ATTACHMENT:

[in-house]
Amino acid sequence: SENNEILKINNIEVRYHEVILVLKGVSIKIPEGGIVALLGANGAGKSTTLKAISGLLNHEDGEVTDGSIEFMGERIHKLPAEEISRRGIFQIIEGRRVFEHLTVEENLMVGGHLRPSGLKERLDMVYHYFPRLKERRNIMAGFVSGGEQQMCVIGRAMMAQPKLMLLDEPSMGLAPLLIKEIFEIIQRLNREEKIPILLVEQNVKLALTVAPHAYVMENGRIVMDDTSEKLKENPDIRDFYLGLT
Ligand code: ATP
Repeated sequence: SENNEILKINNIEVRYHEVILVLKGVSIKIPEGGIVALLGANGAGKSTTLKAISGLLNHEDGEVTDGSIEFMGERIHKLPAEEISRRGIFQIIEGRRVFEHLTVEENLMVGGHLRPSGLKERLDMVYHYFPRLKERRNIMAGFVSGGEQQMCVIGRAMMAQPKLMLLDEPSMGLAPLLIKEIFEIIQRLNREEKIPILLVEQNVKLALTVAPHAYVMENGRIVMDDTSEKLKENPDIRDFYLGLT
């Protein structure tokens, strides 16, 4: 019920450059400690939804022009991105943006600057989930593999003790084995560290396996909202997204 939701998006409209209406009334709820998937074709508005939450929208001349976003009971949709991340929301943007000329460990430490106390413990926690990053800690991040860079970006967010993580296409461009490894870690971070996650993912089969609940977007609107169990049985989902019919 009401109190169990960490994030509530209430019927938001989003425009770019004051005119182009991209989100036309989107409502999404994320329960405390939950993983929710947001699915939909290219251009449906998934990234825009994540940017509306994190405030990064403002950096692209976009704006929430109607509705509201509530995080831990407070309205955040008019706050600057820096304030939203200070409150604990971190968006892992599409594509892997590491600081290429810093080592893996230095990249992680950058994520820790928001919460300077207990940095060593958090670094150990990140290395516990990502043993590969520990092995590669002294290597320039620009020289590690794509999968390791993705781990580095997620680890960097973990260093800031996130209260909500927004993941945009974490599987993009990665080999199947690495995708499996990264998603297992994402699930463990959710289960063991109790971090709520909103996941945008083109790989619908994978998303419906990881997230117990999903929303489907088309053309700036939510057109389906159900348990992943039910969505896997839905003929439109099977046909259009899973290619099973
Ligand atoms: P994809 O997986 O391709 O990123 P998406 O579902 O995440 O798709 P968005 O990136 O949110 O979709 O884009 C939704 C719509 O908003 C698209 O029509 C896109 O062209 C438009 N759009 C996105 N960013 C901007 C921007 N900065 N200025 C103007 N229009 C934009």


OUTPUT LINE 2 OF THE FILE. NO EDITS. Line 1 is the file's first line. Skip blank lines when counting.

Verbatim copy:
Amino acid sequence: SENNEILKINNIEVRYHEVILVLKGVSIKIPEGGIVALLGANGAGKSTTLKAISGLLNHEDGEVTDGSIEFMGERIHKLPAEEISRRGIFQIIEGRRVFEHLTVEENLMVGGHLRPSGLKERLDMVYHYFPRLKERRNIMAGFVSGGEQQMCVIGRAMMAQPKLMLLDEPSMGLAPLLIKEIFEIIQRLNREEKIPILLVEQNVKLALTVAPHAYVMENGRIVMDDTSEKLKENPDIRDFYLGLT